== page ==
A minimum static ride rule is not the most brilliant concept, IMHO. It is used in a number of race series, is demonstrably ineffective, but making it so compromises suspension set-up. Arguably, therefore, the principal effect of a minimum static ride height rule is to make race vehicles less safe than they might have been.

Downforce is difficult to monitor by measurement, I think. If the requirement is to limit cornering speeds, then D/F coefficent through corners is, perhaps, more relevant than maximum downforce. I can't help thinking that any rule that relied on measurements controlled by a race team would be of doubtful effectiveness.

Apologies...

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WhiteBlue
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Re: F1Technical Overtaking Working Group

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DaveW wrote:
WhiteBlue wrote: F1 should allow movable / elastic wings with sufficient safety against failure and do away with most aero rules by defining a minimum ride height and maximum downforce. 1,25 metric ton was proposed in the past and it should be a good figure. Nobody has ever opposed that.
Using aeroelastic deformation to modify aero loads is clever, efficient & dangerous. I believe that the last is the reason it has been discouraged.

A minimum static ride rule is not the most brilliant concept, IMHO. It is used in a number of race series, is demonstrably ineffective, but making it so compromises suspension set-up. Arguably, therefore, the principal effect of a minimum static ride height rule is to make race vehicles less safe than they might have been.

Downforce is difficult to monitor by measurement, I think. If the requirement is to limit cornering speeds, then D/F coefficent through corners is, perhaps, more relevant than maximum downforce. I can't help thinking that any rule that relied on measurements controlled by a race team would be of doubtful effectiveness.

Apologies...
Static or dynamic load testing can easily take care of structural integrity concerns of elastic rear wings. A main reason for not going that route was the continous concern of curbing excess performance under the concord rules. They could never agree to anything and often performance curbing had to be brought in on safety grounds. So the FiA wisely always kept a safety concern open althoug everybody who has been in an aircraft during major turbulences knows that elastic design can be very safe. In a 747 you can watch the wing tips make vertical movement of 10-20 m. Or watch the drooping wings of a B52. They had to fit ancillary wheels to keep the engines from hitting the runway so elastic was the design. I never heared of a wing coming off such a bomber under regular flight conditions.

Actually I was thinking about monitoring downforce by measuring ride height as one of the alternatives to eventually control downforce. With spring rates known a point can be made that ride height is functionally linked with downforce although this is obviously a different function on each car.

A more interesting alternative is measuring vertical force at every corner of the car and correcting inertial forces by accellerometers. The SECU should be capable of doing this. We have diskussed this in a previous thread sometimes and nobody came up with obstacles that couldn't be resolved.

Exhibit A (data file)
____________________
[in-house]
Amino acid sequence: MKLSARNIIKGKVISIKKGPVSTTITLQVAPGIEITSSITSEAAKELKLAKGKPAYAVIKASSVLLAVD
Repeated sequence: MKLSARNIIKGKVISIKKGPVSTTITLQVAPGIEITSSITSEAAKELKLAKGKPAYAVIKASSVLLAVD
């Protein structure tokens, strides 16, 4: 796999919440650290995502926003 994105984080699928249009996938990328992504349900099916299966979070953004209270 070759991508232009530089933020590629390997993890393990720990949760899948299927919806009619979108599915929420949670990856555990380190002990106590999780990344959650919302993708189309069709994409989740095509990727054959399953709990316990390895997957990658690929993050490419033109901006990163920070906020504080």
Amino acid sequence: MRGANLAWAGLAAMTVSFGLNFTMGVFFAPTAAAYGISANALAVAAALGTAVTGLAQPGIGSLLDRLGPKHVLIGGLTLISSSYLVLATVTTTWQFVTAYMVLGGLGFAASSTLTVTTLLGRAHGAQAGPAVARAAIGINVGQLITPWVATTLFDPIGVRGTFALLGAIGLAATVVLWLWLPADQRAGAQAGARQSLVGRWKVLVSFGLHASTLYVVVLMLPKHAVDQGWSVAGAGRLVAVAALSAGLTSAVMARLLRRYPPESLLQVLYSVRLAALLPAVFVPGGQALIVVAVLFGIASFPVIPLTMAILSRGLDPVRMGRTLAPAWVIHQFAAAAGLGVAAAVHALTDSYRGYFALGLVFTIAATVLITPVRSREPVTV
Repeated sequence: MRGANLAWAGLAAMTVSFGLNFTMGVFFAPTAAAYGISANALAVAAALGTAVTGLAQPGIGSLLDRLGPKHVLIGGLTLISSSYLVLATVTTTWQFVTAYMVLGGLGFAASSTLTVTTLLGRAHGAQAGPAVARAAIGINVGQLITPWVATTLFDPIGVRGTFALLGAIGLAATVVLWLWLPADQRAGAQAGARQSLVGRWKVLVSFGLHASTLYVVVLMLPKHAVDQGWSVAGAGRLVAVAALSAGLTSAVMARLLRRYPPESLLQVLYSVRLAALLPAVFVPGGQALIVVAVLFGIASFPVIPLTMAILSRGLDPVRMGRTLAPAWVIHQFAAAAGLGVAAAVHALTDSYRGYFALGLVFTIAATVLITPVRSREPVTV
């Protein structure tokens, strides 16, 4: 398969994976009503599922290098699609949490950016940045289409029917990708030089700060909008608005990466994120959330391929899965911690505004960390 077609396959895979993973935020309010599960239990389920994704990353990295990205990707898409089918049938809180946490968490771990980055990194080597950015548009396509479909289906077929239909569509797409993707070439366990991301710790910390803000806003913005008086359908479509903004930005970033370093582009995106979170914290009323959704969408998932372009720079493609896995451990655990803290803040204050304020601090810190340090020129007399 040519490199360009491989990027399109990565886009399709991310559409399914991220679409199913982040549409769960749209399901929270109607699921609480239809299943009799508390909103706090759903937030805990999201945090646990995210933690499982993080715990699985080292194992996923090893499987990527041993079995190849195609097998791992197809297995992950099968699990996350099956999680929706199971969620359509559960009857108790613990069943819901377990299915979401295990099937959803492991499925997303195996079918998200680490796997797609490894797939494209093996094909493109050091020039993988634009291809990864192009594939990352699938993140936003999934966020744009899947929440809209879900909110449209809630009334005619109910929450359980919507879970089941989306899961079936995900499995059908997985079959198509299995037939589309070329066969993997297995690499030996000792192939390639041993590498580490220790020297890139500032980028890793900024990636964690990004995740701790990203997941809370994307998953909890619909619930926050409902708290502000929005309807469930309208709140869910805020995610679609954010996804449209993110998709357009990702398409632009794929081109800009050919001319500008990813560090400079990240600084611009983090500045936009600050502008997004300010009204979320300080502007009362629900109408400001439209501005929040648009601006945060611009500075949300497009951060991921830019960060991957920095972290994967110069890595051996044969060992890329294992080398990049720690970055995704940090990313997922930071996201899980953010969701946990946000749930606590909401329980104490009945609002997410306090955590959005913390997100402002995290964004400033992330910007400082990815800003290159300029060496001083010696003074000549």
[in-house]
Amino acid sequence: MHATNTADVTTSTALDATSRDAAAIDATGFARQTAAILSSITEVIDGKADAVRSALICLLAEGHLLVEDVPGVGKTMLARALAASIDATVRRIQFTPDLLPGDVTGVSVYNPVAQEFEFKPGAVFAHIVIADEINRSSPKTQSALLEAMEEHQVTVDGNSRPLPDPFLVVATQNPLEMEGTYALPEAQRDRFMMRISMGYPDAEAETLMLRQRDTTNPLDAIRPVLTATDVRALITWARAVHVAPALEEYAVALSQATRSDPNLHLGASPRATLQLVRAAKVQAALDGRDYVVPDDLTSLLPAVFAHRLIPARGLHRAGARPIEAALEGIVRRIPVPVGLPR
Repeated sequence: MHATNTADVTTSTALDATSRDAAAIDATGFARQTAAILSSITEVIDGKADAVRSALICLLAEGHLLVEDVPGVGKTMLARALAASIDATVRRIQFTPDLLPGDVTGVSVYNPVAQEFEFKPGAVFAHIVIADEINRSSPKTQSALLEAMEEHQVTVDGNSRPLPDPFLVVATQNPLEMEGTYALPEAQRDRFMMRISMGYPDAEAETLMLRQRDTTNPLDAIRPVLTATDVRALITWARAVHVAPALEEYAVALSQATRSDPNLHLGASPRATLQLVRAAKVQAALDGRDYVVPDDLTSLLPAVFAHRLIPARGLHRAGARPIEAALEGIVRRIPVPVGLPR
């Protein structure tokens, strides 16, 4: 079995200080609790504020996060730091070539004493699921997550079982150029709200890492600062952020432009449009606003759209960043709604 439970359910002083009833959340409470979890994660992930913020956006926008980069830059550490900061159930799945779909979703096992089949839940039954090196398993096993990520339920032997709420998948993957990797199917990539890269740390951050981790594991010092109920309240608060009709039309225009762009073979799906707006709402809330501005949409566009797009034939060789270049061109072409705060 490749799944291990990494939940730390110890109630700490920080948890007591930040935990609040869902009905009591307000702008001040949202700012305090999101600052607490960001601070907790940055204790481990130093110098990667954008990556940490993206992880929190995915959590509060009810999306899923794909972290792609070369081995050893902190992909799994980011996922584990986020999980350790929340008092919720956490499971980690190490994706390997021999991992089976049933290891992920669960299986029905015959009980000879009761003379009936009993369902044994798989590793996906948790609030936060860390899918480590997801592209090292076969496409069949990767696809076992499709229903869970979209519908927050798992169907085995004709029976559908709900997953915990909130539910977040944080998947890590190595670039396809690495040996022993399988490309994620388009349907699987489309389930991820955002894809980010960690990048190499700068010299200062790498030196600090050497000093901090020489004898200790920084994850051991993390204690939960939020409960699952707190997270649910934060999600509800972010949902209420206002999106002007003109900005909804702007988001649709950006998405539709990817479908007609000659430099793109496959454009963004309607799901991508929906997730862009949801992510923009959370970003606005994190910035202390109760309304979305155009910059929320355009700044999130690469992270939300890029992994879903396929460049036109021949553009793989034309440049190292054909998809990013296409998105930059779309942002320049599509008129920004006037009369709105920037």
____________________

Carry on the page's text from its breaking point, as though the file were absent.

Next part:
I think that the teams simply prefer to exploit the chaos of ever changing "boxes" of aero restrictions. It is so nice to blame the FiA for all problems that arise from this crude method and by juggling the boxes around you can eternally create new configurations on which to waste more billions for meaningless aero research. If the teams were working against a fixed maximum downforce they would at least contribute to fuel efficiency by every bit of improvement they find. With fixed downforce the only way to get more performance by aero is to reduce drag which then reduces fuel consumption and improves overtaking.

Originally the 2009 rules were supposed to be introduced in 2008 with the expiry of the old Concord Agreement. The draft 2008 rules had a mandatory downforce limit of 1.25 metric tons. The teams opposed this rule and set up the OWG to show they could do much better. It initially cost a lot of time because they had to do some practical reasearch to prove a concept. They did that and it was clear that they would interprete the 1.25 ton very liberally and the rule would be pushed back one year to 2009.

They defined the concept of the new front wing, the new rear wing and the diffuser where rear wing and diffuser would be decoupled. Then instead of keeping the downforce rule they went ahead with another foolish "box rule" which they promptly got wrong. The DDD loophole was created and words of warning by Ross Brawn were disregarded.

The next step in this perverted development was the annoucement by Red Bull that they managed to join the diffuser and the rear wing wash once again by the latest Newey design. We have gone full circle and nothing of the original brief of reducing downforce and turbulence remains. Red Bull pays Newey 9 mil $ salary to play the foolish box game. I wish the teams would at least acknoledge that they simply got it wrong with the OWG process. If you measure downforce now in max configuration I bet we are back to 85 or 90% of 2006, which is way off target.